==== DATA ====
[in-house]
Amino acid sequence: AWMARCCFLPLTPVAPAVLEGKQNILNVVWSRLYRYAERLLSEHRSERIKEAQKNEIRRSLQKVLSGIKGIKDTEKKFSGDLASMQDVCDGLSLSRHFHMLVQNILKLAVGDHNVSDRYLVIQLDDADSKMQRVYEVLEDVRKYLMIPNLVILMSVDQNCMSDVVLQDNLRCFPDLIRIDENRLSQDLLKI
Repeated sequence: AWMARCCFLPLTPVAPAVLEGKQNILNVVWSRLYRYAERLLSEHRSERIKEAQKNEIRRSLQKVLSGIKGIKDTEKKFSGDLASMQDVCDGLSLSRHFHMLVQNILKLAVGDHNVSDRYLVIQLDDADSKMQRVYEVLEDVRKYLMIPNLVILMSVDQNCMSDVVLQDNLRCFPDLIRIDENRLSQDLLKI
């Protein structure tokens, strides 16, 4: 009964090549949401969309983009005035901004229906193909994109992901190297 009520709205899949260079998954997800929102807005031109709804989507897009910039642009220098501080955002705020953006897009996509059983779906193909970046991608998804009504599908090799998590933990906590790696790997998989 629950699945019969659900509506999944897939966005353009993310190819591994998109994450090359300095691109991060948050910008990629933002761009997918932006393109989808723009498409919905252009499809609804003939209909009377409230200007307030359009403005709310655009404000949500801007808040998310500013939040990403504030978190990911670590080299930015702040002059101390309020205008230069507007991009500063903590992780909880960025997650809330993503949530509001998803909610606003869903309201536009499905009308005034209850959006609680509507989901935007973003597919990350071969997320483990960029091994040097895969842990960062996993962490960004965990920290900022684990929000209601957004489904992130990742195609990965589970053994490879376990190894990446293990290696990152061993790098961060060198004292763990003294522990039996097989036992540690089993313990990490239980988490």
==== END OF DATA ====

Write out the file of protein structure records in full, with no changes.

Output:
[in-house]
Amino acid sequence: AWMARCCFLPLTPVAPAVLEGKQNILNVVWSRLYRYAERLLSEHRSERIKEAQKNEIRRSLQKVLSGIKGIKDTEKKFSGDLASMQDVCDGLSLSRHFHMLVQNILKLAVGDHNVSDRYLVIQLDDADSKMQRVYEVLEDVRKYLMIPNLVILMSVDQNCMSDVVLQDNLRCFPDLIRIDENRLSQDLLKI
Repeated sequence: AWMARCCFLPLTPVAPAVLEGKQNILNVVWSRLYRYAERLLSEHRSERIKEAQKNEIRRSLQKVLSGIKGIKDTEKKFSGDLASMQDVCDGLSLSRHFHMLVQNILKLAVGDHNVSDRYLVIQLDDADSKMQRVYEVLEDVRKYLMIPNLVILMSVDQNCMSDVVLQDNLRCFPDLIRIDENRLSQDLLKI
């Protein structure tokens, strides 16, 4: 009964090549949401969309983009005035901004229906193909994109992901190297 009520709205899949260079998954997800929102807005031109709804989507897009910039642009220098501080955002705020953006897009996509059983779906193909970046991608998804009504599908090799998590933990906590790696790997998989 629950699945019969659900509506999944897939966005353009993310190819591994998109994450090359300095691109991060948050910008990629933002761009997918932006393109989808723009498409919905252009499809609804003939209909009377409230200007307030359009403005709310655009404000949500801007808040998310500013939040990403504030978190990911670590080299930015702040002059101390309020205008230069507007991009500063903590992780909880960025997650809330993503949530509001998803909610606003869903309201536009499905009308005034209850959006609680509507989901935007973003597919990350071969997320483990960029091994040097895969842990960062996993962490960004965990920290900022684990929000209601957004489904992130990742195609990965589970053994490879376990190894990446293990290696990152061993790098961060060198004292763990003294522990039996097989036992540690089993313990990490239980988490």